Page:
Monday, February 28, 2011

RPG Review - Deadlands Reloaded


It's funny, for a guy that grew up playing roleplaying games and amassing a considerable collection of oddly shaped dice, I actually enjoy a very small number of roleplaying games. Some are too much work, and others don’t have enough meat on their bones. Some are just board games with options, and others have so much drama and baggage that they should be played on a headshrinker’s couch. Some have convoluted and twisted rules that try too hard to fit onto the setting, and most make almost no effort to make rules that fit the world you’re supposed to be visiting. And of course, whole bunches of them are just stupid (no offense to anyone who actually really loved RIFTS).

That leaves me with a good-sized pile of games that I tolerate, a few I enjoy, one or two that I really love, and just one that I will play nearly any time I have the chance. That one game is Deadlands. Between 1996 and 2001, I procured every book ever published for classic Deadlands, and didn’t stop buying them until they started making d20 and GURPS crossovers. Then I cried a little (but only on the inside), because making a d20 version of Deadlands is an affront to all that is holy.

Deadlands is a brilliant mix of dark and campy, horror and sci-fi, monsters and cowboys and steam-powered robots. It’s a game where your heroes can get stronger and faster, but they can also lose limbs and develop debilitating speech impediments. It gives me everything I want, sacrificing nothing to deliver great stories, exciting scenes of derring-do, and more flavor than a Kansas City barbecue joint.

If I had one beef with classic Deadlands, however, it was that the game tended to drag if you fought more than one bad guy at a time. I recall one battle against mud creatures that slowed so badly, I would have sworn the slop critters had left the game and were actually in our living room, making every turn take three times longer than it should. I loved the game, but I regularly found myself cheating to make stuff happen faster (I ran the game, so I could fudge a die roll now and then and just say, ‘wow, you got him in one shot!’)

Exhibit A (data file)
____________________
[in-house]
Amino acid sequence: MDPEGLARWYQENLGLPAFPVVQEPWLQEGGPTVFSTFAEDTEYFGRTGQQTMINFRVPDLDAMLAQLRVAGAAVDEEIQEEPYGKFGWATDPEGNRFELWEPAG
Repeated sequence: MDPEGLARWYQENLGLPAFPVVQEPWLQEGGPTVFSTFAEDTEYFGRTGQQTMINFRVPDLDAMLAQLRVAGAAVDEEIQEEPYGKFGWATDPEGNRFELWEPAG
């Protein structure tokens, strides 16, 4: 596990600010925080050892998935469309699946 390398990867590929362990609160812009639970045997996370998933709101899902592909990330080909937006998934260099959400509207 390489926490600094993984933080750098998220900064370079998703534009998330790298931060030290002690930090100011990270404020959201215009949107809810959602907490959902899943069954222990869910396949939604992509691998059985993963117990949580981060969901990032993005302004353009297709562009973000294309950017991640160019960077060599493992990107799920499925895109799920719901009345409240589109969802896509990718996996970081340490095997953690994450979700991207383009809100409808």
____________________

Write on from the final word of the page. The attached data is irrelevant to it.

I was hopeful when I decided to check out Deadlands Reloaded. It’s the same setting I know and love, but now it uses Savage Worlds, which runs like a road runner on amphetamines compared to classic Deadlands. On the other hand, I was worried that trimming down the rules meant I was going to lose a lot of the flavor that made Deadlands a wonderful marriage of setting and rules.

It turns out, I had nothing to worry about. For starters, Deadlands Reloaded dumps a few of the problems I have with Savage Worlds and goes back to its roots. There are no ‘bennies’, which I feel compelled to put in quotes because I’m embarrassed to be typing the word at all. They’ve been replaced with fate chips, which is as it should be, because fate chips are Old West, and ‘bennies’ are ugly guys who mop up after wild nights at the gay bar.

I did kind of like how classic Deadlands gave each player a roll at the beginning of each round, and then you got cards based on how well you rolled. So if you had a very high Quickness, you were likely to get to act many times in a round, and if you were slower than Christmas, you got to go once. However, this was also the main reason classic Deadlands is so slow, and so when Savage Worlds replaces it with just dealing out a single card to each player, I can see why that happened. I don’t like that my lightning-fast gunslinger has to count on getting lucky if he wants to shoot before the bad guy can pull a weapon, but on the other hand, there are edges he can take to make sure he gets a good draw. It’s not quite as slick as the original, but it gets the job done.

Deadlands Reloaded also does away with many of the cool spells, and kind of lumps them all in together. I actually really liked many of the hexes, miracles and other arcane madness, and don’t really like that mad scientists just build devices that cast spells. That seems like too great an effort to make everything work the same, and I don’t want everything to work the same. I want the hucksters to throw a soul blast while the mad scientist calibrates his fluctuating defrabinator and the preacher sings Glory Hallelujah while swinging a hickory stick and firing a righteous shotgun. That still happens in Reloaded, but now it all basically works the same way. And that’s not as much fun.

Anyone who knows classic Deadlands knows how every different character type had his own book, from the hucksters and voodoo priests to the Texas Rangers and the walking dead known as harrowed. Each book was chock-full of specialized powers, arcane knowledge and secret handshakes. Half the fun of taking one of those specialized characters was finally being allowed to read through the book and find out what you had been missing. Unfortunately, Reloaded distills all those crazy archetypes into a few pages in the player’s book, which again, is not as much fun.